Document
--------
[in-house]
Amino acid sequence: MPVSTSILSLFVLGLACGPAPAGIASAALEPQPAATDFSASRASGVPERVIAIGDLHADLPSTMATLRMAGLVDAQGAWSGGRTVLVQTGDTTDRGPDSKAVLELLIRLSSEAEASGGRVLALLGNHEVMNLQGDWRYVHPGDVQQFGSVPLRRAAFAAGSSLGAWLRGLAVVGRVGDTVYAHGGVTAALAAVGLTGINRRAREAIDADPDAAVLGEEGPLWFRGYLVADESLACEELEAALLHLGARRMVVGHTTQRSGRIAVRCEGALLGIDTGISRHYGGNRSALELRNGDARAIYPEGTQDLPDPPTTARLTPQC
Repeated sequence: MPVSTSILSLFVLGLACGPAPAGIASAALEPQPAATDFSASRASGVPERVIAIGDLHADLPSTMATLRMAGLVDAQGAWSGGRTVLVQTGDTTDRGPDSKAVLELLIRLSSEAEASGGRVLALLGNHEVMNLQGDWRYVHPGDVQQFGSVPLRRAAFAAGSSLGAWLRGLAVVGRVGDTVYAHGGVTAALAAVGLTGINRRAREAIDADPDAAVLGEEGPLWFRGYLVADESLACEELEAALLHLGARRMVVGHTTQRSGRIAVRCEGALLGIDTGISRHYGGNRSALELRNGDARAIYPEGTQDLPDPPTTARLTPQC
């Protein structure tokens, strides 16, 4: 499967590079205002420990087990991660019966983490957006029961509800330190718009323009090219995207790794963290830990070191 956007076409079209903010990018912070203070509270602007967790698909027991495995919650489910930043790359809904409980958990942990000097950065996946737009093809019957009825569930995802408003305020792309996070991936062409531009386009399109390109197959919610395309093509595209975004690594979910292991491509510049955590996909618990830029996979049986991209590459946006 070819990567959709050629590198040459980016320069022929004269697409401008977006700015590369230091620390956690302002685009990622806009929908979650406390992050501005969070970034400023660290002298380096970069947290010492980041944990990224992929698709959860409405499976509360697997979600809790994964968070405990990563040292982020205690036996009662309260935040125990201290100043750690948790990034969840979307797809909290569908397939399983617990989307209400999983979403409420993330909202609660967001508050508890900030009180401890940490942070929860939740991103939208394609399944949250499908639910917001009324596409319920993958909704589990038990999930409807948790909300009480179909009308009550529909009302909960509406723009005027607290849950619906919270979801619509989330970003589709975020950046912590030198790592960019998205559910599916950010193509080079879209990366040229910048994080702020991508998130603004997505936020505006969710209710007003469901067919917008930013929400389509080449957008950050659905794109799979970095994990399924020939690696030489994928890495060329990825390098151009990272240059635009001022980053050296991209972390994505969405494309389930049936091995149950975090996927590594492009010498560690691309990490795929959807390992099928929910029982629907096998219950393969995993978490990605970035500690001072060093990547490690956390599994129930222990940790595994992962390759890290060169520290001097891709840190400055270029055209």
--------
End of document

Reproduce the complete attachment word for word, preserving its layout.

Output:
[in-house]
Amino acid sequence: MPVSTSILSLFVLGLACGPAPAGIASAALEPQPAATDFSASRASGVPERVIAIGDLHADLPSTMATLRMAGLVDAQGAWSGGRTVLVQTGDTTDRGPDSKAVLELLIRLSSEAEASGGRVLALLGNHEVMNLQGDWRYVHPGDVQQFGSVPLRRAAFAAGSSLGAWLRGLAVVGRVGDTVYAHGGVTAALAAVGLTGINRRAREAIDADPDAAVLGEEGPLWFRGYLVADESLACEELEAALLHLGARRMVVGHTTQRSGRIAVRCEGALLGIDTGISRHYGGNRSALELRNGDARAIYPEGTQDLPDPPTTARLTPQC
Repeated sequence: MPVSTSILSLFVLGLACGPAPAGIASAALEPQPAATDFSASRASGVPERVIAIGDLHADLPSTMATLRMAGLVDAQGAWSGGRTVLVQTGDTTDRGPDSKAVLELLIRLSSEAEASGGRVLALLGNHEVMNLQGDWRYVHPGDVQQFGSVPLRRAAFAAGSSLGAWLRGLAVVGRVGDTVYAHGGVTAALAAVGLTGINRRAREAIDADPDAAVLGEEGPLWFRGYLVADESLACEELEAALLHLGARRMVVGHTTQRSGRIAVRCEGALLGIDTGISRHYGGNRSALELRNGDARAIYPEGTQDLPDPPTTARLTPQC
């Protein structure tokens, strides 16, 4: 499967590079205002420990087990991660019966983490957006029961509800330190718009323009090219995207790794963290830990070191 956007076409079209903010990018912070203070509270602007967790698909027991495995919650489910930043790359809904409980958990942990000097950065996946737009093809019957009825569930995802408003305020792309996070991936062409531009386009399109390109197959919610395309093509595209975004690594979910292991491509510049955590996909618990830029996979049986991209590459946006 070819990567959709050629590198040459980016320069022929004269697409401008977006700015590369230091620390956690302002685009990622806009929908979650406390992050501005969070970034400023660290002298380096970069947290010492980041944990990224992929698709959860409405499976509360697997979600809790994964968070405990990563040292982020205690036996009662309260935040125990201290100043750690948790990034969840979307797809909290569908397939399983617990989307209400999983979403409420993330909202609660967001508050508890900030009180401890940490942070929860939740991103939208394609399944949250499908639910917001009324596409319920993958909704589990038990999930409807948790909300009480179909009308009550529909009302909960509406723009005027607290849950619906919270979801619509989330970003589709975020950046912590030198790592960019998205559910599916950010193509080079879209990366040229910048994080702020991508998130603004997505936020505006969710209710007003469901067919917008930013929400389509080449957008950050659905794109799979970095994990399924020939690696030489994928890495060329990825390098151009990272240059635009001022980053050296991209972390994505969405494309389930049936091995149950975090996927590594492009010498560690691309990490795929959807390992099928929910029982629907096998219950393969995993978490990605970035500690001072060093990547490690956390599994129930222990940790595994992962390759890290060169520290001097891709840190400055270029055209």